Working as a Clinical Psychologist I have to caution myself that, while I often come into contact with adoptive families who are having difficulties, there are many who I never meet. They manage the ups and downs of family life without any help other than committed friends and family. In my experience children can be phenomenal in their resilience and ability to adapt to new circumstances.
I am, however, still surprised by the expectations and pressure that parents feel when managing some of the difficulties that adopted children can face. As many children are in need of loving and stable homes the agencies involved in placing children can sometimes (I prefer to believe inadvertently and in good faith) be overly positive in the way they present a child and adoption itself as they may not wish to “put off” potential adopters. This can lead to parents feeling that they have failed in some way when things get more difficult than they anticipated. Their guilt and feelings of inadequacy are counterproductive to good problem solving and effective parenting. I find that these expectations and negative feelings about parenting are more often the focus of my intervention than the behaviour of the child or young person.
The initial settling in period for adoptive children, particularly babies, can be tough; however, this is often the period that parents are best prepared for. The effect of being adopted, or more accurately the effect of the attachment issues that some children are left with from their very early experiences of being cared for (or not) can become apparent at many different ages and developmental stages. In Cambodia there is often the added complexity of parents and children having different cultural backgrounds and being visibly different.
Time limits given to parents about when their child should be “settled in” or part of the family can be unhelpful. Children may be well “settled” and attached to their adoptive parents but still be struggling in some areas of their development. One of the most common problems for children who have not had good early experiences is that they have not learned how to manage strong emotions and calm down when life is frustrating or difficult. It is well documented and understood that we learn a large part of how to regulate our emotions in our first year of life from our mother or primary caregiver. Although the child can only communicate through crying and minimal reflexes a sensitive caregiver responds fairly consistently and provides food or comfort so that the child’s immediate need is met and their feelings of fear and/or rage subside. They are soothed and through this sensitive responding learn to soothe themselves. For children who do not receive sensitive responses in their first experience of care, and whose needs remain unmet, the rage/fear grows and becomes intolerable. They either give up or learn to persist in crying and demonstrating their distress, sometimes after the need has been observably met. For these children strong feelings can feel overwhelming and unmanageable well into adulthood. When these children are in a safe and loving environment they may not come into contact with stresses that might trigger such strong emotions but then later in life, when they experience stress, their parents can be shocked at their seeming regression and inability to cope.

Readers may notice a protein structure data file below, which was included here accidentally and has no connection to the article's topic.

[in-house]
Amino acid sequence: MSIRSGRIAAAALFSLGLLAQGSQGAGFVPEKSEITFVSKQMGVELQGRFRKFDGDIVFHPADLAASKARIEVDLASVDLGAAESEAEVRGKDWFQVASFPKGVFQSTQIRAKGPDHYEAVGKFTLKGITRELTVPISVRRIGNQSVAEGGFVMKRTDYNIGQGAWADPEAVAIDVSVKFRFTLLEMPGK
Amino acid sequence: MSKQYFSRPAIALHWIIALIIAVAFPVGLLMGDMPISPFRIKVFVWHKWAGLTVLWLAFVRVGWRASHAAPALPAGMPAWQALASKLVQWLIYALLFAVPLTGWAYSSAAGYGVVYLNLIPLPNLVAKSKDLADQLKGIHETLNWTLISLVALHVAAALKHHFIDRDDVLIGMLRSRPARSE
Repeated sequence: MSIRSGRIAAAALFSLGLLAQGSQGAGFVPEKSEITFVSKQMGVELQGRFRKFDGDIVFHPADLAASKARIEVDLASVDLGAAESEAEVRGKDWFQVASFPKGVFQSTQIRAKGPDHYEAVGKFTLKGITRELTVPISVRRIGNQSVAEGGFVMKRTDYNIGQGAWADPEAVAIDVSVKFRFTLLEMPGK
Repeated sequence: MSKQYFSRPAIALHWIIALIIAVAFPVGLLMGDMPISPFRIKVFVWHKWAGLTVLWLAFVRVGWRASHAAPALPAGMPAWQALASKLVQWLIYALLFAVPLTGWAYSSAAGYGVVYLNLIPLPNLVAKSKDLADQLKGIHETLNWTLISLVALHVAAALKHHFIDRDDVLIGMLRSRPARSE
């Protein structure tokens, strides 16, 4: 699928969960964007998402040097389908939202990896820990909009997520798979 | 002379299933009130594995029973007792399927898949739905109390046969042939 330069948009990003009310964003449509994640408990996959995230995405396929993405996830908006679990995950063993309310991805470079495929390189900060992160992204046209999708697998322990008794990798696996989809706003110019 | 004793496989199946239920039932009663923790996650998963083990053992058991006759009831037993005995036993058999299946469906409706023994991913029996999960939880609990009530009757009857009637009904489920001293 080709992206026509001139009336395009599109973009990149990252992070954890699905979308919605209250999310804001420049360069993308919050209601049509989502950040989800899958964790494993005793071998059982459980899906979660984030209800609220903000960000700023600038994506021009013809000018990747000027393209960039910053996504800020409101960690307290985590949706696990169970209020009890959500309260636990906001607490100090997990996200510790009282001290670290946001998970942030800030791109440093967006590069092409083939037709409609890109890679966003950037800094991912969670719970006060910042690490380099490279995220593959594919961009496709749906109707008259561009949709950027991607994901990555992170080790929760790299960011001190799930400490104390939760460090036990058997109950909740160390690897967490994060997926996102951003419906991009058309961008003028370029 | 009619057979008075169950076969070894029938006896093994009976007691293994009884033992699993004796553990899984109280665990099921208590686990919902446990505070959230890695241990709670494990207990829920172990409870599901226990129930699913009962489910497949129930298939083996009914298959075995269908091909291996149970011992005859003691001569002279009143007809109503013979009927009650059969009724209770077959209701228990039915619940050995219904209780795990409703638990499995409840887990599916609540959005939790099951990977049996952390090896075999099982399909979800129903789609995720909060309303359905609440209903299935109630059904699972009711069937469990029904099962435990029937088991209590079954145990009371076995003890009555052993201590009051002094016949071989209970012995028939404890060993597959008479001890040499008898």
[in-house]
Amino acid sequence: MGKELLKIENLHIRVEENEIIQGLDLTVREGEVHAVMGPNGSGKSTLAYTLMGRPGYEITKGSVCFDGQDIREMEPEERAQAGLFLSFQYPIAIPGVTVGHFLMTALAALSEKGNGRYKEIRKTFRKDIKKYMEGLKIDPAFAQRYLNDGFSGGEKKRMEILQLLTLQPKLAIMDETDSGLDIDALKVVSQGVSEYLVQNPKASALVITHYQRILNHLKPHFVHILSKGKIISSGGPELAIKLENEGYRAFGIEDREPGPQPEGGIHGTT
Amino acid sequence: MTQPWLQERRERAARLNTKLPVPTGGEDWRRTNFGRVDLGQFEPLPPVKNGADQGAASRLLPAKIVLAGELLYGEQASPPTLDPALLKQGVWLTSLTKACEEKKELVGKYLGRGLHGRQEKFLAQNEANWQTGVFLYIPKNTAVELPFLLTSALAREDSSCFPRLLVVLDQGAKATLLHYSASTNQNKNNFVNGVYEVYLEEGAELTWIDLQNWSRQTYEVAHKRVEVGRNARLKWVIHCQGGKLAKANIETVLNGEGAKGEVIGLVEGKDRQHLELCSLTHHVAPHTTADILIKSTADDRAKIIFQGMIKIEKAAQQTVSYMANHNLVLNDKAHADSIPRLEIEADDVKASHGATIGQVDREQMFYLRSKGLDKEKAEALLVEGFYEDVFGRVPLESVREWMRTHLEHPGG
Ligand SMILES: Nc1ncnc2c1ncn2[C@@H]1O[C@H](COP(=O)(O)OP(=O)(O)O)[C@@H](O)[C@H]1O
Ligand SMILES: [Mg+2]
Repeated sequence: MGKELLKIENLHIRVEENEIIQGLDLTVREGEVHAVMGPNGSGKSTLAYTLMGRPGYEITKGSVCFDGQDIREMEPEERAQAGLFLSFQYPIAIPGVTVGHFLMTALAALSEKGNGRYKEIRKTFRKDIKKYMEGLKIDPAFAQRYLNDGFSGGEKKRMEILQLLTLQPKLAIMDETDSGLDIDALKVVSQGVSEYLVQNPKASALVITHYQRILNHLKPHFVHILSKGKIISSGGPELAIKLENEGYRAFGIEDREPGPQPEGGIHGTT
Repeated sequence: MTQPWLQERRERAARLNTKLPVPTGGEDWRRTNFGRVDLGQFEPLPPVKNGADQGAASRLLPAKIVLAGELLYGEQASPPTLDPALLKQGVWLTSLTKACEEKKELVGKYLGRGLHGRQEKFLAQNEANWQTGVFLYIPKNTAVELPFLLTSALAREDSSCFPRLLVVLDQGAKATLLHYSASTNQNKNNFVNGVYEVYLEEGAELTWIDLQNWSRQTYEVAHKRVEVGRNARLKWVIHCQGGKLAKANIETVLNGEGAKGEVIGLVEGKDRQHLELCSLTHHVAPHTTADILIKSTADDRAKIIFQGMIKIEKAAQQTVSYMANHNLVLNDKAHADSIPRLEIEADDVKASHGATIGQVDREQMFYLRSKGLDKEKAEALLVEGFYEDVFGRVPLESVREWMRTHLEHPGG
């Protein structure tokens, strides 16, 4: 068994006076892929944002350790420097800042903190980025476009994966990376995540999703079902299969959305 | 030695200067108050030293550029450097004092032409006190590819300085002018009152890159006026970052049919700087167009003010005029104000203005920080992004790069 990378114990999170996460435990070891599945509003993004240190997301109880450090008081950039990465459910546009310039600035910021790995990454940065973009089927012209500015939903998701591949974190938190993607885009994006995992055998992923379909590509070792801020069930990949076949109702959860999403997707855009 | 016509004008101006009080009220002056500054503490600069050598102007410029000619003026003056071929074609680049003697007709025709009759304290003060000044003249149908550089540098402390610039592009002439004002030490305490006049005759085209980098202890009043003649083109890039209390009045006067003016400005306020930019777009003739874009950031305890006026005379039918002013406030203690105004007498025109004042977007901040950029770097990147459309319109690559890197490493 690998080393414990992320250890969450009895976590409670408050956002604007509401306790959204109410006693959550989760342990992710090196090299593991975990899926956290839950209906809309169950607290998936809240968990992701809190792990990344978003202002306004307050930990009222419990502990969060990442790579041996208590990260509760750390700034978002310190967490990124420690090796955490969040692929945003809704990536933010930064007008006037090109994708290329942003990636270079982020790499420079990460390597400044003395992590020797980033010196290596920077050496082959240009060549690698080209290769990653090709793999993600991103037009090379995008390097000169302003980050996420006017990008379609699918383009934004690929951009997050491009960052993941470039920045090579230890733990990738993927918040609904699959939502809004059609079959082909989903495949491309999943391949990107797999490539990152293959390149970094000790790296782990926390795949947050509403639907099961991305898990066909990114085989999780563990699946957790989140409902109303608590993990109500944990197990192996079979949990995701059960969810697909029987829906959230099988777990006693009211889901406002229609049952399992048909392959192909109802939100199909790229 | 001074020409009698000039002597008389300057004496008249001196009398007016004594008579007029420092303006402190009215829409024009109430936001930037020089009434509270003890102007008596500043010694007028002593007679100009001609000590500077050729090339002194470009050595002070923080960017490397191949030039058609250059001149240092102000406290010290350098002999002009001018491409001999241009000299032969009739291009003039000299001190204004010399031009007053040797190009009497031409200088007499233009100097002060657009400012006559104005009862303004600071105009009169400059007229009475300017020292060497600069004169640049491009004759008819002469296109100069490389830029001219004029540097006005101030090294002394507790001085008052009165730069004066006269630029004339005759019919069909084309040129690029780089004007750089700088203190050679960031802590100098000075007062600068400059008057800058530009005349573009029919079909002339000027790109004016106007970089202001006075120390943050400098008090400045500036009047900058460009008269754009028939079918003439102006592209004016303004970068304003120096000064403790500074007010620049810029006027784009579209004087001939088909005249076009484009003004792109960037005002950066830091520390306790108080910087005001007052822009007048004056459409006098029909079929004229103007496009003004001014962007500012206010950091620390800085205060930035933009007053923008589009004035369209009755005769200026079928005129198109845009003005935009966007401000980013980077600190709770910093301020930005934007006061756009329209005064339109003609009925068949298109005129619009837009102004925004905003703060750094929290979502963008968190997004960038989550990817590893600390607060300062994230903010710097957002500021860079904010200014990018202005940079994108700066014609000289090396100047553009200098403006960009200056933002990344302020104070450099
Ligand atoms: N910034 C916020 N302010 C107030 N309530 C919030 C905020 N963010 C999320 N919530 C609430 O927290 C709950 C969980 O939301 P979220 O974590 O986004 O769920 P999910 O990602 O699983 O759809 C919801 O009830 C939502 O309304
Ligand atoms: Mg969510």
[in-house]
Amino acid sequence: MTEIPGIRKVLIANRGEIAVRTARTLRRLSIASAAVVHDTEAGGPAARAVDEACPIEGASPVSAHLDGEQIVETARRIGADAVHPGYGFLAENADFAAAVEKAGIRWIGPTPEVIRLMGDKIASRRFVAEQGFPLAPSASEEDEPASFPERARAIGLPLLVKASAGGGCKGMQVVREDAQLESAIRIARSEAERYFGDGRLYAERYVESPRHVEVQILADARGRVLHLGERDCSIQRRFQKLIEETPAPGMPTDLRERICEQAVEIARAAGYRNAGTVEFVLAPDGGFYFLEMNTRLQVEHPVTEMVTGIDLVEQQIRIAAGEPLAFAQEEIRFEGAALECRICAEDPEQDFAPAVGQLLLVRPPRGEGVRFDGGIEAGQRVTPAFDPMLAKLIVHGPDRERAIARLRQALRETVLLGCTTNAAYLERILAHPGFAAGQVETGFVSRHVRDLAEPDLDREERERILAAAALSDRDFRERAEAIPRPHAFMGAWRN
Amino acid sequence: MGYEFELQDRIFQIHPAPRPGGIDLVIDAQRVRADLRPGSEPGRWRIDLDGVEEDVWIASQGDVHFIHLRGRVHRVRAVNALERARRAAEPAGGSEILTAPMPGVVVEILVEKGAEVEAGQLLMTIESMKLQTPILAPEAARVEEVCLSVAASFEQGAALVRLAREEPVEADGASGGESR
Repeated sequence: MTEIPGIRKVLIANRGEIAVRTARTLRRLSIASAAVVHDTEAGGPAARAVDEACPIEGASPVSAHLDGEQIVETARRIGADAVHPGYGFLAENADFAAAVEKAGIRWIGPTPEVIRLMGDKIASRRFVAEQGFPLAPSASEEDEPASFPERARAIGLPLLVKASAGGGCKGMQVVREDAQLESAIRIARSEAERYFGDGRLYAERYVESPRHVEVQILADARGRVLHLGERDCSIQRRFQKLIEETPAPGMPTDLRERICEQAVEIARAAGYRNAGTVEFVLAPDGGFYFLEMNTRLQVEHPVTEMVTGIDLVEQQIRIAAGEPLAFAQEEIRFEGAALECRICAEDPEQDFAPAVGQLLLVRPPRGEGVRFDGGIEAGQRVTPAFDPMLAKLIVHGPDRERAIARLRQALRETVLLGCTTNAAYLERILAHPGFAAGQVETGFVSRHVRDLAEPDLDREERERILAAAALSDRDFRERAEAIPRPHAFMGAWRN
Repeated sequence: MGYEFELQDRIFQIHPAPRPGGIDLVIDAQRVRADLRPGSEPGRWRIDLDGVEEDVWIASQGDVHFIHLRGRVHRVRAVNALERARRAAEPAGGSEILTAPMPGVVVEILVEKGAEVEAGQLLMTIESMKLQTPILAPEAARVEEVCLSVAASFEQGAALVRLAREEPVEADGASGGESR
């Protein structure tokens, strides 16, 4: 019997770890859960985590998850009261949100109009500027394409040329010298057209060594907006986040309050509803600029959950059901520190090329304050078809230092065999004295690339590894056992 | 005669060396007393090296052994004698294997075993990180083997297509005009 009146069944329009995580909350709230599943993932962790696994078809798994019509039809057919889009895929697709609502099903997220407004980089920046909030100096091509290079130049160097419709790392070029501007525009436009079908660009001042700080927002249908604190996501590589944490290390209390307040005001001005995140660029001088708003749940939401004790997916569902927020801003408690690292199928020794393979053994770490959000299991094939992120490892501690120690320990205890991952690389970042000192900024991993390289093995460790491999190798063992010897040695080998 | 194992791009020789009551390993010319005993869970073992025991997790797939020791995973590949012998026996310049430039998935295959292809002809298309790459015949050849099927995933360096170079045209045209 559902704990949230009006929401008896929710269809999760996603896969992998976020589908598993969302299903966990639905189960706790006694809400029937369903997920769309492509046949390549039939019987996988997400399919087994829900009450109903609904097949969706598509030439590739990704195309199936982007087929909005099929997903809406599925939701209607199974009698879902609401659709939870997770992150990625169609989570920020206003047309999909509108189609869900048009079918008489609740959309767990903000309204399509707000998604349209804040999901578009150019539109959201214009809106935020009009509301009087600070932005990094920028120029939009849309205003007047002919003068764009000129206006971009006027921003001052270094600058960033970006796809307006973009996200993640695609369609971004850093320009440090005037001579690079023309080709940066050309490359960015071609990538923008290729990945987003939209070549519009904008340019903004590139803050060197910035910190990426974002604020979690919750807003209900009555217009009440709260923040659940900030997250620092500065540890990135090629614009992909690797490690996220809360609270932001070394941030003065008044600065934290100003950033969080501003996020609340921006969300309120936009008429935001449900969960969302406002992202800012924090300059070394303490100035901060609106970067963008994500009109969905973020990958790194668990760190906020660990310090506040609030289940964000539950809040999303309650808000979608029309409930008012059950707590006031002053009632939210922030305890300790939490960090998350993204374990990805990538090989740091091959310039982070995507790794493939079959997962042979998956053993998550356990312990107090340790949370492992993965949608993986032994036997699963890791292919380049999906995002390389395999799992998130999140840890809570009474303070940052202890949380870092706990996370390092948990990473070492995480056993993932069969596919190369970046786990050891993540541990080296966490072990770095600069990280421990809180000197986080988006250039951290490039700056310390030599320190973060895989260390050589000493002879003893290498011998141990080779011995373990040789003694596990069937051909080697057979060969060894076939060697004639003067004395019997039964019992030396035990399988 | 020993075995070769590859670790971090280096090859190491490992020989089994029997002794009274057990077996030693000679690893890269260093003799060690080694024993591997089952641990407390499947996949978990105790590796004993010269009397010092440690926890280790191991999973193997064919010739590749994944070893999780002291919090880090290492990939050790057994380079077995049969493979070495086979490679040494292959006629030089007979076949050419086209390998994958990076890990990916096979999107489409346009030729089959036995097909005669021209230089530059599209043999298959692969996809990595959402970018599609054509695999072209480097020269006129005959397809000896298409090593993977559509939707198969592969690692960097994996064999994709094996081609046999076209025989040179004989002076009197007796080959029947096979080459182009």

Children’s brains are malleable and flexible, they change and grow with their experiences. I am not dooming all children with poor early experience to suffering; however we know from the considerable research that adopted children may need extra support in order to identify and manage their emotions when life becomes more difficult, or they are at risk of poorer emotional wellbeing. This can be triggered by a universal childhood experience of a transition to a new class or a more unusual experience like bereavement.
Children who experience overwhelming sadness or rage, and are sensitive to rejection from their early abandonment, can provoke very strong reactions in those around them. Feelings of helplessness and anger/fear are normal and usual but can leave parents and siblings feelings distant and, again, guilty.
In my experience, basic information about attachment and neurodevelopment, particularly the effect of neglect and abuse on a babies’ brain and relationships can be extremely useful in helping parents understand their adopted child and alleviating feelings of guilt and anger (see “Why Love Matters” by Sue Gerhardt). Testimonies from other parents with similar experiences and even networking with other adoptive parents can also help these parents feel supported when they are struggling alone with their suddenly or persistently difficult child.
Dr Bridie Gallagher, Clinical Psychologist